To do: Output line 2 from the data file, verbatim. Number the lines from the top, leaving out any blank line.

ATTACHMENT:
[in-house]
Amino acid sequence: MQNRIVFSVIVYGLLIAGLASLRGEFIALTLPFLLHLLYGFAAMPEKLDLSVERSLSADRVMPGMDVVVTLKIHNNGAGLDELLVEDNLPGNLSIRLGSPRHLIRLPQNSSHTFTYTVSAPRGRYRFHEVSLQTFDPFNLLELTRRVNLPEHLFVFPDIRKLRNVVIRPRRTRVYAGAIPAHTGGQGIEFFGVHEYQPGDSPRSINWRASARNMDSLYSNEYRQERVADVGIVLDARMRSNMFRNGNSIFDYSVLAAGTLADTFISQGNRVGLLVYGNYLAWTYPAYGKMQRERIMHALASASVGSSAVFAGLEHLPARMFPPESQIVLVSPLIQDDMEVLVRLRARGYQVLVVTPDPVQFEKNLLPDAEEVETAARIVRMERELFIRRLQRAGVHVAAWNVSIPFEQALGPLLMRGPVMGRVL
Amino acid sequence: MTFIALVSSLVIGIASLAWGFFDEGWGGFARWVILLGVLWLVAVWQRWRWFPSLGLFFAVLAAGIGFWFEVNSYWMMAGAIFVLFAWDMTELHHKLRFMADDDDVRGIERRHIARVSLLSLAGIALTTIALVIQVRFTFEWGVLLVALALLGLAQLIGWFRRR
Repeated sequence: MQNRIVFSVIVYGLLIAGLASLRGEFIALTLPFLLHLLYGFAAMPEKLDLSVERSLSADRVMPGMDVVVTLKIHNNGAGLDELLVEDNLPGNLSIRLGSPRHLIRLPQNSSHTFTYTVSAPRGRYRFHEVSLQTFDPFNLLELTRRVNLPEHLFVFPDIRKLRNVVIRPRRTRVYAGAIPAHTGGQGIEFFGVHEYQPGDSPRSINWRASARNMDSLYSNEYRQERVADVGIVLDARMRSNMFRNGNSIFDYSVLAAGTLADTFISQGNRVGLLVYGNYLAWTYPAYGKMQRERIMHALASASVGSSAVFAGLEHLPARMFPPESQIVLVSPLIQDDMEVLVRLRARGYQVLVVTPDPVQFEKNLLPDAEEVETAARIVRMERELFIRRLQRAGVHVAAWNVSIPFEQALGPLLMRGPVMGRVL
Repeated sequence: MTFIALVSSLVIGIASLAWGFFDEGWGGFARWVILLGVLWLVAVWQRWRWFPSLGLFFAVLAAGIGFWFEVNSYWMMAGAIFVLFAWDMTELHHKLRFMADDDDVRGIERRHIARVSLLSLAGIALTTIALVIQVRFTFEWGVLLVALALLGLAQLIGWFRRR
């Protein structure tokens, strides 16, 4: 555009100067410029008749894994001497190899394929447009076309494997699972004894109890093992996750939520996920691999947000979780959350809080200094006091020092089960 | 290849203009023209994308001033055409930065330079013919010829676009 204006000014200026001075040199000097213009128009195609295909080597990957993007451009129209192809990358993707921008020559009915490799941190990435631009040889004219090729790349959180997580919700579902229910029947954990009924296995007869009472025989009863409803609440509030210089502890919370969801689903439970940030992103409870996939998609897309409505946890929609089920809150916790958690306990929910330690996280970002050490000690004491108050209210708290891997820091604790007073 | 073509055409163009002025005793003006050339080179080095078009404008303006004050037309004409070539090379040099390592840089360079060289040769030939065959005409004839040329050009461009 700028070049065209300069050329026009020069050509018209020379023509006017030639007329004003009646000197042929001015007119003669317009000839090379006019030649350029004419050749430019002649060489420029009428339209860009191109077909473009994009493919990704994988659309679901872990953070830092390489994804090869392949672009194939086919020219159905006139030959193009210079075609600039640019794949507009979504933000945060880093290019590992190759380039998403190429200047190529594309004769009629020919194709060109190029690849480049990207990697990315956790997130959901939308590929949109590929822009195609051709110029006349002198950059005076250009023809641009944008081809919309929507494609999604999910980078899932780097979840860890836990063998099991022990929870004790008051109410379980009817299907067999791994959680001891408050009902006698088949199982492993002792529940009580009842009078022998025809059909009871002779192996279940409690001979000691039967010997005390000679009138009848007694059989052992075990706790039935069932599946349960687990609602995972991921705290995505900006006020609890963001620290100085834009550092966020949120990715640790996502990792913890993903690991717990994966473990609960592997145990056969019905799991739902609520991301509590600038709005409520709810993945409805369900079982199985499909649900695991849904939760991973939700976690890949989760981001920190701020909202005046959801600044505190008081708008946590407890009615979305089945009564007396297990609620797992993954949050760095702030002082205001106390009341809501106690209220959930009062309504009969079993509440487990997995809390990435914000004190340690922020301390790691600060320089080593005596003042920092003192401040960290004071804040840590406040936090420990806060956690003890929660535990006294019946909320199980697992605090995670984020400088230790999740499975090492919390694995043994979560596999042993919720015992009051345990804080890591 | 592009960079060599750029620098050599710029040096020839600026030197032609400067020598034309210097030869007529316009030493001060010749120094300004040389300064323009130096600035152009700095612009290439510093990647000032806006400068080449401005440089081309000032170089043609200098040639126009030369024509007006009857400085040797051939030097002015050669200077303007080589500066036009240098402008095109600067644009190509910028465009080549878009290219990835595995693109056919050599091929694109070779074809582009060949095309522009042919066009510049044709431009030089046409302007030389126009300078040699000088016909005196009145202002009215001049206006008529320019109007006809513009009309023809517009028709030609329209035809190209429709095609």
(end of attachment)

Amino acid sequence: MQNRIVFSVIVYGLLIAGLASLRGEFIALTLPFLLHLLYGFAAMPEKLDLSVERSLSADRVMPGMDVVVTLKIHNNGAGLDELLVEDNLPGNLSIRLGSPRHLIRLPQNSSHTFTYTVSAPRGRYRFHEVSLQTFDPFNLLELTRRVNLPEHLFVFPDIRKLRNVVIRPRRTRVYAGAIPAHTGGQGIEFFGVHEYQPGDSPRSINWRASARNMDSLYSNEYRQERVADVGIVLDARMRSNMFRNGNSIFDYSVLAAGTLADTFISQGNRVGLLVYGNYLAWTYPAYGKMQRERIMHALASASVGSSAVFAGLEHLPARMFPPESQIVLVSPLIQDDMEVLVRLRARGYQVLVVTPDPVQFEKNLLPDAEEVETAARIVRMERELFIRRLQRAGVHVAAWNVSIPFEQALGPLLMRGPVMGRVL